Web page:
What is Asperger’s Disorder: Symptoms, Causes, and Treatments


Asperger’s disorder is a pervasive developmental disorder characterised by problems with social interaction, restricted behaviour, interests and activities, and a repetitive pattern of symptoms.

These characteristics can lead to social and occupational difficulties, but it is not characterised by a marked language delay. Unlike autism, Asperger’s disorder is characterised by a lack of marked language delay in childhood.

However, even with normal language development, people with Asperger’s disorder tend to use pedantic or circuitous language, which makes communication difficult in terms of practicality.


The exact cause is still being researched. Several factors may play a role in the development of Asperger’s, including prenatal influences, genetics, and neurological factors.

For example, people with Asperger’s often have a history of hypoxia or perinatal complications, and are more likely to have a family member with the disorder.

They may have neurological abnormalities such as slurred movements, and imaging tests such as EEG, CT, and MRI may show abnormalities in the brain.


Children with Asperger’s usually enjoy the company of others and love to talk, but they have symptoms that make it difficult for them to communicate effectively.

In particular, their speech is characterised by a lack of rhyme. In conversation, they may come across as exaggerating, or they may be perceived as not paying attention.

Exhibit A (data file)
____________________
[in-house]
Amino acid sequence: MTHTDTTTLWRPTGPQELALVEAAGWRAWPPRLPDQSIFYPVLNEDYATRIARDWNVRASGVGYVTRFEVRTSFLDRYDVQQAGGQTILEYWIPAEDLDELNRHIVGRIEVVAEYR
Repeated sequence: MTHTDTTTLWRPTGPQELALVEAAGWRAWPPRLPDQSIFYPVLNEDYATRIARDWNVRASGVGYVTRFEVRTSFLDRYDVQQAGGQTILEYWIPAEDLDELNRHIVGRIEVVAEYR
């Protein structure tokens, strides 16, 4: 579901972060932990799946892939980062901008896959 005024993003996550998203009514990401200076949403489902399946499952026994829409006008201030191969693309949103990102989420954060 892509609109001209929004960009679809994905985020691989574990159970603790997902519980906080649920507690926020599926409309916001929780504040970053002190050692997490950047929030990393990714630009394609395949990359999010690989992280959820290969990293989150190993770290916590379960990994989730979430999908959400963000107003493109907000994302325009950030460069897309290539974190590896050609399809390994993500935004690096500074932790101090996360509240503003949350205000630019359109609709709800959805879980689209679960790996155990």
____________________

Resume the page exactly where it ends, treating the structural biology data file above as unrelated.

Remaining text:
They tend to focus on a single area of interest and rarely use facial expressions and gestures during communication.

They also tend to talk too much or too little, and when they do, their intonation may be odd (flat, monotone, or exaggerated), they may repeat inappropriate words out of context, and they may say things that are unusual for the average person to hear.

They are interested in interpersonal relationships but do not interact well. In some cases, the person may have sluggish motor skills.


The child’s developmental history, including language and motor skills, will be investigated, and a questionnaire or interview will be conducted about the child’s presenting behaviour.

Tests such as chromosome analysis, thyroid hormone testing, and magnetic resonance imaging (MRI) to determine the shape of the brain may also be used if necessary.


Effective treatment requires a multidisciplinary approach with several steps.

1) Family counselling: Careful explanation of the disorder, realistic expectations for the child, and resources for getting help.

2) Cognitive therapy: Helping the child understand the social behaviour of others and recognize how their behaviour may seem strange to others.

3) Social skills training: Teaches you how to recognise and respond to social cues. Social skills are taught through role-playing, social stories, cartoons, video recordings, using rules, visual cues, and positive reinforcement.

4) Behaviour modification therapy: Teaches people to follow rules at home, school, work, and in the community through behaviour modification.

5) Educational interventions: programmes that teach self-help skills and work skills to live independently.

6) Medication: Medication can be helpful if the person’s inattention, hyperactivity, anxiety, obsessive-compulsive behaviour, tics, depression, delusions or hallucinations, and sleep problems are severe.


Comorbidities include Tourette’s disorder, obsessive-compulsive disorder, and depression.

Asperger’s disorder is usually recognised by the time a child enters kindergarten or primary school and improves with age and maturity, but in some cases it continues into adulthood with individual characteristics.


There is no known prevention method.

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